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The University of Southampton
Clean Carbon

The Chimney Project

james cook
Ocean bottom seismometer from the UK pool about to be deployed

Carbon Capture and Storage (CCS) is recognised as an important way of reducing the amount of CO2 added to the atmosphere, and oil and gas reservoirs and saline aquifers are the preferred storage location of most European nations. However, the safety of such storage is dependent on fully exploring the risks of any leakage. The four-year, NERC funded CHIMNEY project is developing better techniques to locate these sub-sea floor structures and determine the permeability of the pathways so that they can be better constrained and quantified.

The chimneys in question are geophysical formations in the sub-seafloor geology, caused by vertical seismic anomalies which resemble chimneys and through which liquids and gases can pass, leaking out from there into the ocean through the sea floor. In August-September 2017, researchers will undertake a major fieldwork programme on a chimney structure in the North Sea, where they will carry out a unique geophysical experiment to determine the internal structure of the chimney. The team will utilise drilled samples of the chimney for analysis to help calibrate the seismic measurements of the chimney structures and determine their permeability. The research trip, aboard the Royal Research Ship (RRS) James Cook, will involve a novel broadband seismic anisotropy experiment over the chimney in order to understand its structure and origin and derive fracture geometry and topology. The project aims to understand the characteristics of the fracture system within the chimney and whether these fractures are open or closed in order to estimate the permeability of the chimney and its surroundings.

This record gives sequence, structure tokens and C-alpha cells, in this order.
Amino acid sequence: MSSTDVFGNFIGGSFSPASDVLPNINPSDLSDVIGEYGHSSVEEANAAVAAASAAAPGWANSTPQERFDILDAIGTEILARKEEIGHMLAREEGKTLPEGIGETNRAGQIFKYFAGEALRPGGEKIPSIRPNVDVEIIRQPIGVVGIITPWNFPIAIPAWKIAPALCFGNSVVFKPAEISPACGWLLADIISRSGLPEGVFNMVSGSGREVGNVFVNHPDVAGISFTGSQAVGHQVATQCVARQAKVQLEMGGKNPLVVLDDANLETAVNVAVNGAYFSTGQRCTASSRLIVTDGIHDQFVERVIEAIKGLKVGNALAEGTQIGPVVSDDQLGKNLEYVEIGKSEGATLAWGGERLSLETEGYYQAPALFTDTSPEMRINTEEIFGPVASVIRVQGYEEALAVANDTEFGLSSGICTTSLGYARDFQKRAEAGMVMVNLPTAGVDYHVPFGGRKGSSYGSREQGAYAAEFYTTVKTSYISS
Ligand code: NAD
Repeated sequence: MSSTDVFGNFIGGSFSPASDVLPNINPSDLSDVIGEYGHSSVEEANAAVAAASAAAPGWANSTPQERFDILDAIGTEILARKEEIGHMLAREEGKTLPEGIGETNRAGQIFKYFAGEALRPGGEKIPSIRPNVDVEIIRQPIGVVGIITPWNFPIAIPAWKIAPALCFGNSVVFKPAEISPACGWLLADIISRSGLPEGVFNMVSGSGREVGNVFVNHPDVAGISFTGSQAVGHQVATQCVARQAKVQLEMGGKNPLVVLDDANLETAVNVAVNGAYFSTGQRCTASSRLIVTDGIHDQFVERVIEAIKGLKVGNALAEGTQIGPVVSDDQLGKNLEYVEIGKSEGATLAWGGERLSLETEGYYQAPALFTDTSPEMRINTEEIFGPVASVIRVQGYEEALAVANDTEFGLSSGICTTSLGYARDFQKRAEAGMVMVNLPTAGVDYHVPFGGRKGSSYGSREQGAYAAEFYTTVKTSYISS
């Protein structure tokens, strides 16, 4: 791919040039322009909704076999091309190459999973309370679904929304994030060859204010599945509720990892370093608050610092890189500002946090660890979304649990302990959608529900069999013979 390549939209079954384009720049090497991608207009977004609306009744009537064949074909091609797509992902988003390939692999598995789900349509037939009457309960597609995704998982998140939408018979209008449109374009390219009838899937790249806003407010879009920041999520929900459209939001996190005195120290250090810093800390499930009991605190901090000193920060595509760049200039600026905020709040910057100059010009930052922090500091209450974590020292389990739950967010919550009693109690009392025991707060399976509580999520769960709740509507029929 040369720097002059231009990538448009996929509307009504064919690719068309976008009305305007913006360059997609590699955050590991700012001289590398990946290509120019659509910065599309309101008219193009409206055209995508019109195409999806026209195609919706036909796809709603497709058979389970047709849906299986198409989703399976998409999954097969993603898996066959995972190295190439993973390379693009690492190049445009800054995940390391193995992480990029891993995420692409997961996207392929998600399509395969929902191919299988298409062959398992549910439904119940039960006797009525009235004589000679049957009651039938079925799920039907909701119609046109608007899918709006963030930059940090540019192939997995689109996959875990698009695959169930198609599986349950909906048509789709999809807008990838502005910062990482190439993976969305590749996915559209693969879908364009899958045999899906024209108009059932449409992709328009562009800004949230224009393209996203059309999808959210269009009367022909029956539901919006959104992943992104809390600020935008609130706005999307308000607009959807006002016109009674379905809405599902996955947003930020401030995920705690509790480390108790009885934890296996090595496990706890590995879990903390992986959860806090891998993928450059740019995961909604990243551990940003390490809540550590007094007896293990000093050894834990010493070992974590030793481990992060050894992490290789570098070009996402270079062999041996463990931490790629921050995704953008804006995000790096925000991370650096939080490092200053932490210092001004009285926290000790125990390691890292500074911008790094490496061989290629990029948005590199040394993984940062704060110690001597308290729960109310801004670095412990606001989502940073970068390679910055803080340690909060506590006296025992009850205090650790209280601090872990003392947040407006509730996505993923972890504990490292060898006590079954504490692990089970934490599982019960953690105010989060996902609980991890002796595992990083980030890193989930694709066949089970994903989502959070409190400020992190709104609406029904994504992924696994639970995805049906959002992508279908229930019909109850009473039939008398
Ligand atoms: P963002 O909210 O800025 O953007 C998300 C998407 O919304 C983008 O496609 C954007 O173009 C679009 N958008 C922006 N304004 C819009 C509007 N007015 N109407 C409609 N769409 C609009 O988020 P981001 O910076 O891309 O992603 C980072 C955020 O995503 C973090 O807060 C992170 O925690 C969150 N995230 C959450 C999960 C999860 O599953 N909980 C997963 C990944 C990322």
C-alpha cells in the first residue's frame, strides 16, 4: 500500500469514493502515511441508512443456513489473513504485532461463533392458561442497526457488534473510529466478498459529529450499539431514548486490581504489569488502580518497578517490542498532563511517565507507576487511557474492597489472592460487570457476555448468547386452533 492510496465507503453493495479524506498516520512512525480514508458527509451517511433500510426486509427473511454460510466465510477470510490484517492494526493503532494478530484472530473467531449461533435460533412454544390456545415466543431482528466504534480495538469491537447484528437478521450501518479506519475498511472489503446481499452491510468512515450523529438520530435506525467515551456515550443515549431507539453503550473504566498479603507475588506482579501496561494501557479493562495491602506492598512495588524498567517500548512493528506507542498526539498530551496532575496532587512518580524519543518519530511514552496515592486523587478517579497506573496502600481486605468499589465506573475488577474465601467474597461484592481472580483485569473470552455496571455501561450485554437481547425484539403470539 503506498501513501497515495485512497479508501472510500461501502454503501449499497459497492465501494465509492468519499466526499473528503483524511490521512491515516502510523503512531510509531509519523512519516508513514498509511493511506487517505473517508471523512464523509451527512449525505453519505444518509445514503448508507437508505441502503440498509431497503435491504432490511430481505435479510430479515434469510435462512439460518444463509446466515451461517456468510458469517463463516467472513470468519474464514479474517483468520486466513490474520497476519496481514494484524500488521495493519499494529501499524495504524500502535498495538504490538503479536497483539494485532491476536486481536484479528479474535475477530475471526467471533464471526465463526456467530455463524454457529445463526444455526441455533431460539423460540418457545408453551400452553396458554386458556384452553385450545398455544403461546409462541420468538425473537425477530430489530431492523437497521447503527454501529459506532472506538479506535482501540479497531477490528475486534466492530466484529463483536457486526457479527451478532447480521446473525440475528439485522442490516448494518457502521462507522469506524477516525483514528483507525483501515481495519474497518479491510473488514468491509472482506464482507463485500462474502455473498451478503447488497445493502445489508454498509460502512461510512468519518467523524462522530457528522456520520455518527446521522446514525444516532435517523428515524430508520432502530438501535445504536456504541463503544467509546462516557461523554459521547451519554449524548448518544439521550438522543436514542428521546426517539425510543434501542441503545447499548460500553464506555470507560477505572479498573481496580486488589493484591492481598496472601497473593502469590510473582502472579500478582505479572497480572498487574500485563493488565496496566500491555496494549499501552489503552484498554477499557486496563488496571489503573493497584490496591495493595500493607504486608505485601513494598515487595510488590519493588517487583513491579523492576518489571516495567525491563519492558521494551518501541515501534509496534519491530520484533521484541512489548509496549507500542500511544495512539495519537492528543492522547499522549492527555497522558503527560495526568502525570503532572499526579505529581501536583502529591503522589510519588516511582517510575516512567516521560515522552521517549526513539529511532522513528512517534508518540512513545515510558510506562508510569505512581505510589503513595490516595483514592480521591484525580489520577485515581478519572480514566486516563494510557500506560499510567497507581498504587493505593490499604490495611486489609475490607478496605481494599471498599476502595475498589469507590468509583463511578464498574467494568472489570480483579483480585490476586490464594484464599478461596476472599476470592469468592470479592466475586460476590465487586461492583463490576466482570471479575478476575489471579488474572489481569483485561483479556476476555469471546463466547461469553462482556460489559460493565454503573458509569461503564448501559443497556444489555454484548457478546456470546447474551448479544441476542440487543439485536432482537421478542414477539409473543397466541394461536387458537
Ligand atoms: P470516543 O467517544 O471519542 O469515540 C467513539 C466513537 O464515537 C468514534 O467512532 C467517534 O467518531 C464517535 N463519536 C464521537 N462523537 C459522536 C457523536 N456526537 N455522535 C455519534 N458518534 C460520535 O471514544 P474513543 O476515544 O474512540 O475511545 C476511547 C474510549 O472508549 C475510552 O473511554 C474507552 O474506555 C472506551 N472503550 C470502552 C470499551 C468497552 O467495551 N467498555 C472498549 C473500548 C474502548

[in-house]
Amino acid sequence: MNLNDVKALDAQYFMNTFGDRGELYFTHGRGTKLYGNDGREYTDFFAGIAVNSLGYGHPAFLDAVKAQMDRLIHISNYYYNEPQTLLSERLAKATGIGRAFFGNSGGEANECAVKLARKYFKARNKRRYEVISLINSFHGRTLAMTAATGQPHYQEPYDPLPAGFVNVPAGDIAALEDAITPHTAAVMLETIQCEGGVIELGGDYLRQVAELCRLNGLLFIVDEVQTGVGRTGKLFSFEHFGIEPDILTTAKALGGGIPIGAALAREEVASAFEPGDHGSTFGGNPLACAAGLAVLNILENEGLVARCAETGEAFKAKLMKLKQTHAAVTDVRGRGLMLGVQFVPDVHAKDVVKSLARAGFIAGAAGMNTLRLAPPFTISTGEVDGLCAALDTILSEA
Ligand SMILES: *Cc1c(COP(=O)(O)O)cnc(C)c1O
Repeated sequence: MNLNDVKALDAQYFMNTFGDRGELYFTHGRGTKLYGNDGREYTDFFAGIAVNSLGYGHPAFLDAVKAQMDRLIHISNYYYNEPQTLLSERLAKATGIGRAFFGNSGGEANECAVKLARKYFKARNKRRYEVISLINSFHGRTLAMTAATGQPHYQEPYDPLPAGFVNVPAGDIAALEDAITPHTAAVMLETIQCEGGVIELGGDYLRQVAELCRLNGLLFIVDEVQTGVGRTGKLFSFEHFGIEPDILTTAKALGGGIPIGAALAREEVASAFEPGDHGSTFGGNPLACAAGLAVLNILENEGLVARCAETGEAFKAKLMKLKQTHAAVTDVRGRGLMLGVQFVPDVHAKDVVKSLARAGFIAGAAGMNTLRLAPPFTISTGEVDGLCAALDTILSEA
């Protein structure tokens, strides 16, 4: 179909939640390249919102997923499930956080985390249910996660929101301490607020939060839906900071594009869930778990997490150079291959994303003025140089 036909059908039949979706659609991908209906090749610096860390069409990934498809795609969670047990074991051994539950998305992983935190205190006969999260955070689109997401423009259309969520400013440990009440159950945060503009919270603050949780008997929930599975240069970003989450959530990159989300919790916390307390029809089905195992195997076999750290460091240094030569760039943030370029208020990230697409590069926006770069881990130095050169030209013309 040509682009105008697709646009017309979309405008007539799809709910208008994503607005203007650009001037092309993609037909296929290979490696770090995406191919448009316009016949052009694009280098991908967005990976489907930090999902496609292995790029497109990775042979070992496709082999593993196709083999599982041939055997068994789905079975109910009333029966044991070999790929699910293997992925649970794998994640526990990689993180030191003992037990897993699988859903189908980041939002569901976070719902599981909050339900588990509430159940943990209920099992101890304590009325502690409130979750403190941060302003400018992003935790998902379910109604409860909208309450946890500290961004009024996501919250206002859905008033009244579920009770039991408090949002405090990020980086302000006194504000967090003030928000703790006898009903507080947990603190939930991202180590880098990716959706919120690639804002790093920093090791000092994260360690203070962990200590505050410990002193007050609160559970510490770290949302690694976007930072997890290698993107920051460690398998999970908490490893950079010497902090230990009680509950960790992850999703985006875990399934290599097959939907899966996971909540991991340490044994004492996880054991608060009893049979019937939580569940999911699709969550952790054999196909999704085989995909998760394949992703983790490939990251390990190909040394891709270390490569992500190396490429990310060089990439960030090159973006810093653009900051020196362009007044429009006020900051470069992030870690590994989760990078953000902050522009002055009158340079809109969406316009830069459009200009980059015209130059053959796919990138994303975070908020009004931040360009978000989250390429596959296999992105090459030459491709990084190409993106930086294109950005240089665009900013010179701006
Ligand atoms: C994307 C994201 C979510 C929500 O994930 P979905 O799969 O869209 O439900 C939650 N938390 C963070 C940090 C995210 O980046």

The Rock Physics Laboratory at the National Oceanography Centre in Southampton (NOC) will underpin and enhance the interpretation of the data from the seismic anisotropy experiment of the North Sea chimney. Researchers at the laboratory will analyse some of the drilled rock samples and will make and analyse synthetic rock samples with aligned fractures to generate data that may help constrain chimney and surrounding rock permeability. The team also aims to establish accurate fracture density and orientation of the samples. Research teams from the Universities of Southampton and Edinburgh, together with collaborators at the Lawrence Berkeley National Laboratory in California, will use all the data generated by the CHIMNEY project to model the potential CO2 fluxes and fluid flow through the chimney structures.

Clean Carbon member Professor Jon Bull is the project PI and the team is also working closely with GEOMAR, in Germany and CGG and Applied Acoustics, in the UK. The project is complementary to the EU-funded Horizon 2020 project STEMM-CCS.






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